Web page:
How does a company build an effective brand message? First and foremost, they must know their target customer. This requires thinking like they think, valuing with they value and using their language. Study competitors, how they position and deliver messages to the target customer. Talk with customers and learn their jargon. Don’t think what a customer thinks, know it.

Second, build a brand message mirrors the customer’s values. How does your client’s customer define value? Many times a target customer doesn’t realize what they need or value and their message can articulate that for them. This is not accomplished effectively through telling them need or value (customers don’t like to be told what they feel). Instead, help them emotionally connect through perceptions, visual analogies or other messages that target the 5 senses and let them arrive at the emotion or feeling gracefully.

Last, what does your client’s product or service deliver that meets that need or value? This is your client’s opportunity to deliver key messages that create an emotional attachment or trigger to for a product or service. The best way to accomplish this is to use messages that target the 5 senses. An example that uses 2 of the senses, visual and auditory, is Harley Davidson. Their messages include the sounds of their engines, which generate an emotion of being cool and free. Not for profit commercials showing visuals of abused animals or starving children elicit sadness and guilt.

The most important way to ensure the effectiveness of emotional brand messaging is to measure it. Research the internet, look for blogs, twitter posts, articles that may refer to your client’s products or services or those that are similar. Most importantly, asking your client’s customers is always the best way to ensure your hard work and creativity are hitting the mark.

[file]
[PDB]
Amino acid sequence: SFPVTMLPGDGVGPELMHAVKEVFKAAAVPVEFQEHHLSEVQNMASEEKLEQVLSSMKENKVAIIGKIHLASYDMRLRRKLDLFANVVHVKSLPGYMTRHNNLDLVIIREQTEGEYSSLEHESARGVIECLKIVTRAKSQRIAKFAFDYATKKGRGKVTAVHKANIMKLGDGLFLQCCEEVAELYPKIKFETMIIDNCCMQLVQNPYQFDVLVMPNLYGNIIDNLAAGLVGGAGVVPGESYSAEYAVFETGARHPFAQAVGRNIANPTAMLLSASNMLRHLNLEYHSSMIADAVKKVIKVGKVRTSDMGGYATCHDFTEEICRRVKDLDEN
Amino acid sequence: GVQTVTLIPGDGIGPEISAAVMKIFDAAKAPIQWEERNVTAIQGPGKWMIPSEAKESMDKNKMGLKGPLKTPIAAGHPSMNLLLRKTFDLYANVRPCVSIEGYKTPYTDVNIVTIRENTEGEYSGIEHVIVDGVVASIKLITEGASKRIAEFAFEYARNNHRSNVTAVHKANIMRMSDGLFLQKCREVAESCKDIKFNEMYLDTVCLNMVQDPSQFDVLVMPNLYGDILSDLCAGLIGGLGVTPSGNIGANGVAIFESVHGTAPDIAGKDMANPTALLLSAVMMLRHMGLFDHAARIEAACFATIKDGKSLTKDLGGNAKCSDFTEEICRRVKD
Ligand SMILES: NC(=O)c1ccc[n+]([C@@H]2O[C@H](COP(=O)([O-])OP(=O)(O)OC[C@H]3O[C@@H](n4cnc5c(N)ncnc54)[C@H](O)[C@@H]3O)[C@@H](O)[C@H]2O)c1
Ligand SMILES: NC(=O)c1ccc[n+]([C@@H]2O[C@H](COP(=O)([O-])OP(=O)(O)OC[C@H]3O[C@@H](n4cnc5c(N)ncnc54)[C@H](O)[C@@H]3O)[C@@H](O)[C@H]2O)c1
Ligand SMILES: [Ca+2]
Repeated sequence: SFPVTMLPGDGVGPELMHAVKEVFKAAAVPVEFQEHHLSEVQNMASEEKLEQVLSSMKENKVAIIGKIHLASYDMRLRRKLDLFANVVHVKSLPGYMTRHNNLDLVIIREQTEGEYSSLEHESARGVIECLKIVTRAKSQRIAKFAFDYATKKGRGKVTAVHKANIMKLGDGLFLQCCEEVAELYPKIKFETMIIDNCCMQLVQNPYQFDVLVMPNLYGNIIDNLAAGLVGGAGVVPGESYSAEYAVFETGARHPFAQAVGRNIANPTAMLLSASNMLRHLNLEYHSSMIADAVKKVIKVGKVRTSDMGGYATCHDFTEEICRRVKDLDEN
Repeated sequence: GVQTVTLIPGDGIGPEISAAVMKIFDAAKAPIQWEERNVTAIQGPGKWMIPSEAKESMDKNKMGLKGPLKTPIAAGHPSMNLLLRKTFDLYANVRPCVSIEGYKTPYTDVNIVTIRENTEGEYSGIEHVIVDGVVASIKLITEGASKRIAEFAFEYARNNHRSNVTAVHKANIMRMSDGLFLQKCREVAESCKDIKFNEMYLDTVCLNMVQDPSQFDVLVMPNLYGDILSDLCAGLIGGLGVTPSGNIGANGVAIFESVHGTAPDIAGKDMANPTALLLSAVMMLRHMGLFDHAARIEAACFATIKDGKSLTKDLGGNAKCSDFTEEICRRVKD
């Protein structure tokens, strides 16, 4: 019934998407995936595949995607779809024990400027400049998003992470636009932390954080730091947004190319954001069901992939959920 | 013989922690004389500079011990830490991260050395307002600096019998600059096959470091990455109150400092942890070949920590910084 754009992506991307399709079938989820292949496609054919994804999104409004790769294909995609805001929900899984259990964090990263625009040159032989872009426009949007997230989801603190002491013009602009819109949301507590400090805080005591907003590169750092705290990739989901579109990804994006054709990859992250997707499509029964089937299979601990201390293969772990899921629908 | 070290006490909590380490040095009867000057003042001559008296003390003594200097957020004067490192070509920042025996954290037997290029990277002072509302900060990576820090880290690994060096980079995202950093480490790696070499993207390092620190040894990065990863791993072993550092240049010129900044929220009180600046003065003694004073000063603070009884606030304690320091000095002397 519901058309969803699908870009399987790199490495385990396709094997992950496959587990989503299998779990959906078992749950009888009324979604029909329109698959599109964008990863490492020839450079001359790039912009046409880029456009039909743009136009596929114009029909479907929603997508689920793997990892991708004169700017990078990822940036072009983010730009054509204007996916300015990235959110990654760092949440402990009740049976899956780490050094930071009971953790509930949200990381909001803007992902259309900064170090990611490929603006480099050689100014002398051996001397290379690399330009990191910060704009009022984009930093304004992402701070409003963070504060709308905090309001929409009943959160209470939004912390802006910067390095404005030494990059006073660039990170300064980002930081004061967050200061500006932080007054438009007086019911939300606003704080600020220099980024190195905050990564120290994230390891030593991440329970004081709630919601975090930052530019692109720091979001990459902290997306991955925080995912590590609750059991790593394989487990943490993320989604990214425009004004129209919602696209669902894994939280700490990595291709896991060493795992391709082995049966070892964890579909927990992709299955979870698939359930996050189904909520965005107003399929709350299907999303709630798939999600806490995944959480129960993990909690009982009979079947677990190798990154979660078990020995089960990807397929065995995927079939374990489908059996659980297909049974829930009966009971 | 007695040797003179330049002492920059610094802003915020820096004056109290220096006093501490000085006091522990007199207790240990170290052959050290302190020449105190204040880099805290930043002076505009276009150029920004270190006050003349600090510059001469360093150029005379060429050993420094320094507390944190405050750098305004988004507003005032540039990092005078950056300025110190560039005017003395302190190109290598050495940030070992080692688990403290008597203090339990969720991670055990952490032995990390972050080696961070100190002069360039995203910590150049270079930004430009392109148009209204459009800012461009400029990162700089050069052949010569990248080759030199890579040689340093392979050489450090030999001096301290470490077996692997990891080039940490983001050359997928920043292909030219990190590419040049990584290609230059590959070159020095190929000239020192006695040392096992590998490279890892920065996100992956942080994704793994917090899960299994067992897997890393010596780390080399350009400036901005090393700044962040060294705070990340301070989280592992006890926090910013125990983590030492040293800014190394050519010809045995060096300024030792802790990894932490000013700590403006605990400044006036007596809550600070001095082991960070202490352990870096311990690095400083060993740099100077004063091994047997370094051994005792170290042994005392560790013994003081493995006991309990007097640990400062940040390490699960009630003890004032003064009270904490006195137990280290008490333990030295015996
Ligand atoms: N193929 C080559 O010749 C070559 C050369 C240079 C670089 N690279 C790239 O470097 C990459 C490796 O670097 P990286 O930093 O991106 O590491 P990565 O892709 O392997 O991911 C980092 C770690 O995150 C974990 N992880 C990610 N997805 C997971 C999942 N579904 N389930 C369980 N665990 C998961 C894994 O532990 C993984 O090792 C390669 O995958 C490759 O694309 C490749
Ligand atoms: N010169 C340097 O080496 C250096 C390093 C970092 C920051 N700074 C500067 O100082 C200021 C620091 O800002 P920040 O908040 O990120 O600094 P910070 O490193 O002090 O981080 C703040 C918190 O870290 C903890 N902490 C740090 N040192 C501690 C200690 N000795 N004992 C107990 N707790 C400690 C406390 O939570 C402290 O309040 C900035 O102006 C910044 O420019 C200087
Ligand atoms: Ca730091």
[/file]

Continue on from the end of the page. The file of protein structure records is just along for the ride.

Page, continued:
So, fellow branding experts, lets do it right. Let’s help clients really connect with and compel their customers. After all, a feature can always be copied. A claim can always be mimicked. But leaving an emotional aftertaste is something a brand can occupy all by itself.

desteni lebrant
Marque Partners
-Degree in international Business, Minor in French -Manager, Egghead International Corporate Division - negotiated multimillion dollar joint venture with partner in Tokyo and Europe -Egghead spun off EleKom, Director of Sales, later sold to Clarus Corp. -

3 COMMENTS

  1. Very Insightful Read. The author makes some very interesting and I think valuable Points regarding reaching our target audience.
    I especially liked the expression “Emotional Aftertaste”, Great Imaging!

  2. There is so much information coming at you these days the only way you are going to get any traction is to connect with people where they are. This author has hit on some key points and is a master at creating customer focused messaging. Great job!

  3. Awesome post, Desteni! Emotional triggers are a great way to connect to your niche. It has always been done and recognized by the marketing industry.